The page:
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Speech-language pathologists’ views on attrition from the profession

The aim of this study was to identify common themes in speech-language pathologists’ perceptions of factors that increase and decrease their experiences of job stress, their satisfaction with their jobs and the profession, and their opinions about why people chose to leave the speech-language pathology profession. The participants’ perceptions about the relationships between job stress, work satisfaction and job and profession retention were also explored. Sixty members of Speech Pathology Australia from a range of geographical and professional contexts were asked to participate in telephone interviews. Eighteen speech-language pathologists agreed to participate (30% response rate), and took part in semi-structured telephone interviews. Two researchers independently coded transcripts of the interviews for themes. Eight major themes were identified. These were positive aspects of the profession, workload, non-work obligations, effectiveness, recognition, support, learning and autonomy. The themes that emerged from analysis of these interviews provide new evidence about the positive and negative aspects of working as a speech-language pathologist, and provide preliminary insights into potential reasons as to why speech-language pathologists choose to remain in or leave the profession.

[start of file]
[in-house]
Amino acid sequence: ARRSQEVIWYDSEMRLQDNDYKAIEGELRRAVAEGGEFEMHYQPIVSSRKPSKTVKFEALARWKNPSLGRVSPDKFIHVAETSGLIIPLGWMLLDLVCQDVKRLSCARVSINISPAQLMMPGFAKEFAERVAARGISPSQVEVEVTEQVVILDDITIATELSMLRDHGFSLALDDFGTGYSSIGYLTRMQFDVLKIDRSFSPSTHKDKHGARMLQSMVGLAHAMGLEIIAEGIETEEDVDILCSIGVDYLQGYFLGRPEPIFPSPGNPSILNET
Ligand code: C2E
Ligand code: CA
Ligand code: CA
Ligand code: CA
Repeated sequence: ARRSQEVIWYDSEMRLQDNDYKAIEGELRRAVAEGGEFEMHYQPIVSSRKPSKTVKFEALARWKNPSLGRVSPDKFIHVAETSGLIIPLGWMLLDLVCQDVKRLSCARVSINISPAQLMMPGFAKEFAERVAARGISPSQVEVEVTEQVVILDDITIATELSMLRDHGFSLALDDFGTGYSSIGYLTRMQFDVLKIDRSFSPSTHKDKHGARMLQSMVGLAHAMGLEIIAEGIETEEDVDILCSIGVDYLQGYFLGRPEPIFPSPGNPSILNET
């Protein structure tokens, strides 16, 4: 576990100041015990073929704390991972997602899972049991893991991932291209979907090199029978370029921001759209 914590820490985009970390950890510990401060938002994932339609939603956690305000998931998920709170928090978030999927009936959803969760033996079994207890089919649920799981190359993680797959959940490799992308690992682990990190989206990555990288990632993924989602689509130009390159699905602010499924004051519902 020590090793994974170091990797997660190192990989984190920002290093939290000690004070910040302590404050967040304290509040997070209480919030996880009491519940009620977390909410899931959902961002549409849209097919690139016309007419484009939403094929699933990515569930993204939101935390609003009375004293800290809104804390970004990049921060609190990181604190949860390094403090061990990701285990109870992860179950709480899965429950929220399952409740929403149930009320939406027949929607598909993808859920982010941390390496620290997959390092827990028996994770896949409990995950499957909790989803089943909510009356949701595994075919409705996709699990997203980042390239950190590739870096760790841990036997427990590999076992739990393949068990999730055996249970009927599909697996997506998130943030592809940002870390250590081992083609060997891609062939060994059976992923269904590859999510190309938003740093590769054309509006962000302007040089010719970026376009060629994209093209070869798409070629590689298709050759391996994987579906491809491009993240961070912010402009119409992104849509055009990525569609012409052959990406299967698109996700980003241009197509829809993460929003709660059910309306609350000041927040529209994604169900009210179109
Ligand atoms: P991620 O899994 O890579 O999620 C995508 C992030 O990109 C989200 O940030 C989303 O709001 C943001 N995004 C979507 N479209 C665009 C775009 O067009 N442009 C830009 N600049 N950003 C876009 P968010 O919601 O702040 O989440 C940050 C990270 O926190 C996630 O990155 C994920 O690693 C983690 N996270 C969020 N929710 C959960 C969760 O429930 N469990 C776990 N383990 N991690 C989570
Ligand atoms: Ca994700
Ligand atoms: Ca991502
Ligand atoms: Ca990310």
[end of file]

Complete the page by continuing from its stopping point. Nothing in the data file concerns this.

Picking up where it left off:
from the International Journal of Speech-Language Pathology

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Audiology education and practice from an international perspective

from the International Journal of Audiology

This paper describes the international education and practice of audiology with the broader aim of proposing possible cost-effective and sustainable education models to address the current situation. Major audiology organizations worldwide were surveyed from February 2005 to May 2007, and organizations from 62 countries (78% of the world population) returned a completed survey. Overall, the results suggested a wide range of professionals providing hearing health care, and 86% of the respondents reported a need for more audiologists. There was also considerable variation in the scope of practice among the different hearing health care professionals, and the minimum education levels of audiologists with similar scopes of practice. The countries surveyed fell into four broad categories in terms of professional resources, and the results highlighted the urgent need for forward planning at both national and international levels. The study highlights options for addressing some of the challenges in educating audiologists and the provision of hearing health care services globally.